Jason Cummings: Oxley has to brush up on goal celebrations

Mark Oxley's clearance bounces into the Livingston net, and, below, Jason Cummings
Mark Oxley's clearance bounces into the Livingston net, and, below, Jason Cummings
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Jason Cummings has just one bit of advice for goalscoring goalkeeper Mark Oxley – don’t give up the day job.

As delighted as he was to see Oxley become the first Easter Road goalie in 26 years to find the back of the opposition’s net, his clearance having deceived Livingston No.1 Darren Jamieson, teenage hitman Cummings reckons his team-mate’s celebrations fell well below what is expected.

“I’d have had the top off if I’d done that,” insisted the youngster, then, giving the incident a little more thought before adding: “In fact, I’d have had the lot off. It was just unbelievable.

“I go out every time believing I’m going to score, so you always have something planned for when you do. Mark was obviously over the moon – the last thing you are expecting is to see your goalkeeper score from the other end of the park – but he needs to do a bit of work on his celebrations.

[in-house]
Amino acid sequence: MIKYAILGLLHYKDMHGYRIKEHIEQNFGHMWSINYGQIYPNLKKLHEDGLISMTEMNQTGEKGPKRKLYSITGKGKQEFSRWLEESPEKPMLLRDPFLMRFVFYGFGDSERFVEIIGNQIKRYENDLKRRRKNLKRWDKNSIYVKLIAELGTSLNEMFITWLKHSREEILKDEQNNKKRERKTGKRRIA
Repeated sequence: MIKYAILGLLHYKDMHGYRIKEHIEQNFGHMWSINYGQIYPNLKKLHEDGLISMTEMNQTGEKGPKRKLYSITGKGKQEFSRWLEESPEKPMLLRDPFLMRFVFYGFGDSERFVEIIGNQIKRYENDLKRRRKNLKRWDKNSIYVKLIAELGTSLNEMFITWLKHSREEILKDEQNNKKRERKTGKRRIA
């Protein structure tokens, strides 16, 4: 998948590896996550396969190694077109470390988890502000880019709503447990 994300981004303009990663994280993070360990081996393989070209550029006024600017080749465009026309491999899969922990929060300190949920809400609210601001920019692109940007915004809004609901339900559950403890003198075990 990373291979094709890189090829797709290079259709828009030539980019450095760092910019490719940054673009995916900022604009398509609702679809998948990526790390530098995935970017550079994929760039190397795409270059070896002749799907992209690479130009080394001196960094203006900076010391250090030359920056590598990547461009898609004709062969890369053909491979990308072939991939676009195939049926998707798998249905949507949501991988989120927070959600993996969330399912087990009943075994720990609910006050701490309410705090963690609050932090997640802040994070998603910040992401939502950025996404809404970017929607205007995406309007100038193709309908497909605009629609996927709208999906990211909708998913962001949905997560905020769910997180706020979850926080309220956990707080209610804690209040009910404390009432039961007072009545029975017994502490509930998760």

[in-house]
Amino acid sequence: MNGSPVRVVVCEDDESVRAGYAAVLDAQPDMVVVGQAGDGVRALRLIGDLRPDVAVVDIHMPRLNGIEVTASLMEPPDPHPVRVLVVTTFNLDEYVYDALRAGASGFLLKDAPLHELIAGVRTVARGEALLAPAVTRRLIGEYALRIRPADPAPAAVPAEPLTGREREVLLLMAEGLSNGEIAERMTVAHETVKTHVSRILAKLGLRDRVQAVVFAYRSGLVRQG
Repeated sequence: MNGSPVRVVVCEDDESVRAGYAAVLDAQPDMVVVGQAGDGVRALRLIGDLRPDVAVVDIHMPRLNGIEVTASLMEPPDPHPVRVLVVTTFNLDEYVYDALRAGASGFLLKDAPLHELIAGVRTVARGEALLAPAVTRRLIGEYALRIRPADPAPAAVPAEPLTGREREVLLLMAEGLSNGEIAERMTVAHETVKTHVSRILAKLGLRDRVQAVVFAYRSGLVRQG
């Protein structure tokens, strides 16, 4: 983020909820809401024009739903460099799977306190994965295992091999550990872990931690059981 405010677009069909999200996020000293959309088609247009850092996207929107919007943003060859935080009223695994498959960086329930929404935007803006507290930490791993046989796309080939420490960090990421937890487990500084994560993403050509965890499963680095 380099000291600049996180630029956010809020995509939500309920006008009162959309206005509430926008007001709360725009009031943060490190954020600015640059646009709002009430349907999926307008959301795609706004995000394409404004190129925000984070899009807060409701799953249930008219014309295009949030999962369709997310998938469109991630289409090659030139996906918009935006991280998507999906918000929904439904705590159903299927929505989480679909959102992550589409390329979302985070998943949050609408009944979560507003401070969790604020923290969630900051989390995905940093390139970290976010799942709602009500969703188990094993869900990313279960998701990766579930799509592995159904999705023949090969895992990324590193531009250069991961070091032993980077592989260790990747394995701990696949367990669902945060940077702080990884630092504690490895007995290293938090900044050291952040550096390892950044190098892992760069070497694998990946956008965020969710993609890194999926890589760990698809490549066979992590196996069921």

“He was looking more as if he was thinking ‘what have I done’. It was ridiculous, absolutely crazy, something I’ve never seen before and probably won’t see again in my career.”

Oxley’s moment of glory came just three minutes after Farid El Alagui had claimed his first goal for the Capital club, but Hibs failed to capitalise further and Alan Stubbs’ players were left hanging on after Declan Gallagher claimed one back for the West Lothian outfit who then passed up a couple of chances to snatch a point.

Nevertheless, it was a big moment for Stubbs’ team, their first win at home since mid-February and that, Cummings claimed, outshone Oxley finding his name up alongside that of Easter Road legend Andy Goram who had similarly left Morton goalkeeper David Wylie red-faced in the final game of the 1987-88 season.

The former Hutchison Vale kid said: “Mark was delighted and the fact it was 26 years since Andy Goram had last done it for Hibs shows just how rarely it happens. But the boys were obviously more happy with the points. That’s what it is all about. It’s a team game. Individuals score goals of course, but the most important thing at the end of the day is the team winning.

“We did have further chances to possibly kill the game off before half-time, but it’s still very much a matter of the team knitting together. It takes more than a game or two for everything to click, but I think you’ll see a greater chemistry between the boys with every match that passes.

“It’s a new team, new players have arrived and while it’s not quite 100 per cent yet, I think in the games against Rangers and Livingston we saw that it’s coming.

“We knew it was vital to get our season up-and-running, that’s what we were saying to each other before the game. It doesn’t matter how you get the three points, do that and everyone, players and fans alike, can enjoy their weekend.”